- We are most productive in the morning—probably because we have more energy
- The amount of rest we get significantly impacts our productivity (and most of us don’t get enough sleep each night)
- The state of our personal lives greatly affects our ability to work effectively
- The more we give to people, the more they give back
Identify and eliminate the unnecessary
In my personal life, I constantly examine what stops me from being more productive, remove or modify it, and gain more time for what matters. At PICR we did the same thing. Based on what we discovered, we held a company brainstorming session and developed the following policies to help us use our time more effectively.
Hold only on-demand meetings.We realized that pre-set meetings offered no value. We will only hold a meeting when something important needs to be discussed or a decision or plan made. We also restrict the time allowed for a meeting based on the type of meeting, and the number of attendees.
Split every day in half and devote the first half to productivity and the second to creative. We want employees to spend that first, most productive part of the day on productivity. That means a 100 percent focus on tasks—no disturbing, no chatting, no emails, no communicating via Slack, and generally “no” to everything that can be done in the second half of the day.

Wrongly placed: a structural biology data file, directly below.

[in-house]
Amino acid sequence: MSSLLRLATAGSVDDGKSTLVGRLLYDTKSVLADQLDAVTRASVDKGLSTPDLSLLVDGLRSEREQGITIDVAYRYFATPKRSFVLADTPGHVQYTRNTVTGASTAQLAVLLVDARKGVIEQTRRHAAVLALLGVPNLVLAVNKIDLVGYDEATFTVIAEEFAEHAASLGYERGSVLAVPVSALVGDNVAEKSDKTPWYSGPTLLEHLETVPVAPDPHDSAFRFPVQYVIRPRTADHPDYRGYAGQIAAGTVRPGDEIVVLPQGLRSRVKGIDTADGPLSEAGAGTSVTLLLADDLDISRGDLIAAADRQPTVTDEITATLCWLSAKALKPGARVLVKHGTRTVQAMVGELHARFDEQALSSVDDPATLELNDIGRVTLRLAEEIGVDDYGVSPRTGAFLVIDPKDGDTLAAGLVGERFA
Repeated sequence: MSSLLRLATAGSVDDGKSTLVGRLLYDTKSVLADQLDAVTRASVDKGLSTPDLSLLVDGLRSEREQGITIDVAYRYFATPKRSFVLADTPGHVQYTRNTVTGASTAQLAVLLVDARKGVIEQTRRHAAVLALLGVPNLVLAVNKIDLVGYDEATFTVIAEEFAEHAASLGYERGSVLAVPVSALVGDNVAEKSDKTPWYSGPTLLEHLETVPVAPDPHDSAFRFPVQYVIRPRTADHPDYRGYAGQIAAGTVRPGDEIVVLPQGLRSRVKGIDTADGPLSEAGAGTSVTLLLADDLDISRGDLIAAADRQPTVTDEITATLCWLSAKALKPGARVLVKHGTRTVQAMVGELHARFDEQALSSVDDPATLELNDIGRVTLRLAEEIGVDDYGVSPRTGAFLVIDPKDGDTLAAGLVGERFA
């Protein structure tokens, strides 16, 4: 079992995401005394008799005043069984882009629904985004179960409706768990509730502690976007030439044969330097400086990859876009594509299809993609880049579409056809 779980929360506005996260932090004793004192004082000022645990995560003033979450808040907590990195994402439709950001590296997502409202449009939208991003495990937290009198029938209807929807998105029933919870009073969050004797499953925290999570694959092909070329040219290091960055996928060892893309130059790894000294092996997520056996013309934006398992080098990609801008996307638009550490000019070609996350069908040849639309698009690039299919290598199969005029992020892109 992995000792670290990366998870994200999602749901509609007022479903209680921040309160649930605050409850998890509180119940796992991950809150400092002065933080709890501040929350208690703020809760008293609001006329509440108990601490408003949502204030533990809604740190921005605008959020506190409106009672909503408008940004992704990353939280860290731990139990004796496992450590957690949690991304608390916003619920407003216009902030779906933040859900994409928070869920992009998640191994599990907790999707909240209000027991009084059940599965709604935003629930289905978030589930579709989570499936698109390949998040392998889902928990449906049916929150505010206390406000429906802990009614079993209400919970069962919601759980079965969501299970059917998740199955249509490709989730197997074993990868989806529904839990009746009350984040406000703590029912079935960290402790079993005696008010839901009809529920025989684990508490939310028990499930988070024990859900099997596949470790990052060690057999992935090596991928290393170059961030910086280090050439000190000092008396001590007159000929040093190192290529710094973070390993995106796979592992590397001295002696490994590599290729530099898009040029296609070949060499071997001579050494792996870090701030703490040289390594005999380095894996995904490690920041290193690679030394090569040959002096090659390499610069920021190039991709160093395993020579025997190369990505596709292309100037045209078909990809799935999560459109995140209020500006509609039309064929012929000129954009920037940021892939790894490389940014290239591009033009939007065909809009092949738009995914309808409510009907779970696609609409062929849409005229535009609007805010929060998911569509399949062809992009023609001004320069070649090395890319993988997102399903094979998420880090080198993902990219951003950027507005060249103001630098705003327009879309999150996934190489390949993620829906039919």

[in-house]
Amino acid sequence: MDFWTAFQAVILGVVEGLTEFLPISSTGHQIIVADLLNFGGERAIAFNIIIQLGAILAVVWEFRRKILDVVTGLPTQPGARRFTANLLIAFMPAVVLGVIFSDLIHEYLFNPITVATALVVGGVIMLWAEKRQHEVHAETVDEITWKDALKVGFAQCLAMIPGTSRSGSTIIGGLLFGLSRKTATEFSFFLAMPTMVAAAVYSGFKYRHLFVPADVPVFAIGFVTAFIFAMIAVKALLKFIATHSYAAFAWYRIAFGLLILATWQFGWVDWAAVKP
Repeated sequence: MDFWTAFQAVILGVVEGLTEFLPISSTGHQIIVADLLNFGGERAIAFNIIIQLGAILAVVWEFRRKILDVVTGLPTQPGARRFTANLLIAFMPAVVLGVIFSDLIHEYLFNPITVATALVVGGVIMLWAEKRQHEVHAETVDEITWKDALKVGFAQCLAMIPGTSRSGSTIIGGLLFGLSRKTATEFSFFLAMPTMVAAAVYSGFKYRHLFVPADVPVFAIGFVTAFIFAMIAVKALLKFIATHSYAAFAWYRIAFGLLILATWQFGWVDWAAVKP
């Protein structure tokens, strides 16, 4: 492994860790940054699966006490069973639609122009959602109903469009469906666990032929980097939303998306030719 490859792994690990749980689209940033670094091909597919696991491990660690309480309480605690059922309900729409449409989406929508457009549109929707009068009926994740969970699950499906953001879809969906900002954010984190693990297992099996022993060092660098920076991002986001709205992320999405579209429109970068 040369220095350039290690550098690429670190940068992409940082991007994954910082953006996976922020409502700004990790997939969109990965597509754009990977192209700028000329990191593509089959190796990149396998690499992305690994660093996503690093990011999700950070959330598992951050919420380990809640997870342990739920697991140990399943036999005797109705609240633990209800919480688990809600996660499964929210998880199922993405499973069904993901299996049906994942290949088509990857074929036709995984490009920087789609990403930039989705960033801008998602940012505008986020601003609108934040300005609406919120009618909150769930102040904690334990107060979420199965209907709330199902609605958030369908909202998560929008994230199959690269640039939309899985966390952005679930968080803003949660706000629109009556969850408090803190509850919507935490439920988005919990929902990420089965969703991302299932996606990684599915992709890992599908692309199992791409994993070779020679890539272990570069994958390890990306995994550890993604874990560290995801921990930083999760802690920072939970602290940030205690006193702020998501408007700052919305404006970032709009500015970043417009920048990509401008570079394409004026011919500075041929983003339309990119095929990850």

Get everyone to work during the same hours. The work day should start between 7am and 9am. That prevents people who come in early and finish the productivity half of their day from socializing or disturbing others who come in later.
We are also trying out a host of other time-saving changes. These include:
- Provide free lunches and eat in the office. Employees don’t have to decide where to eat and take the time to go out.
- Use Slack for all internal and external communications—we love it.
- Use Basecamp to manage all our projects and tasks.
- Use MonoRovers around the office. These personal transportation devices save time, and to be honest, they’re loads of fun.
- Trust each other to do our respective parts that contribute to the collective end goal.
- Use Sketch and InVision for sketching up and sharing design ideas. We recommend everyone try it.
- Use Google Apps for Work.
- Respect each other and don’t spend extra time on unimportant issues.
- Delegate. We kcan’t do everything on our own.
- Prioritize our tasks. Do the important things first.
We continue to examine our company for efficiency improvements. The above changes work for our people, work culture, goals, and unique attributes of PICR. Every company is different, so another company’s list will likely differ from ours.
The key drivers behind this experiment
This whole experiment had a very personal aspect to it. The top reason for this change was so that I could spend more time with my family. Time was flying by and my children were growing up. I was missing so much of that by spending five days a week in the office, and almost every Saturday and half of Sunday working from home.
My kids were beginning to view me as just a guy, any guy, and not their father. This needed to change. I needed to set aside more time for my top priority—my children and family.
The second reason? I wanted my employees to accomplish more. In his book, “People Over Profit”, author Dale Partridge asserts that when you put people first, they understand that, feel it, and want to give more back to you. In my opinion, we have the best employees.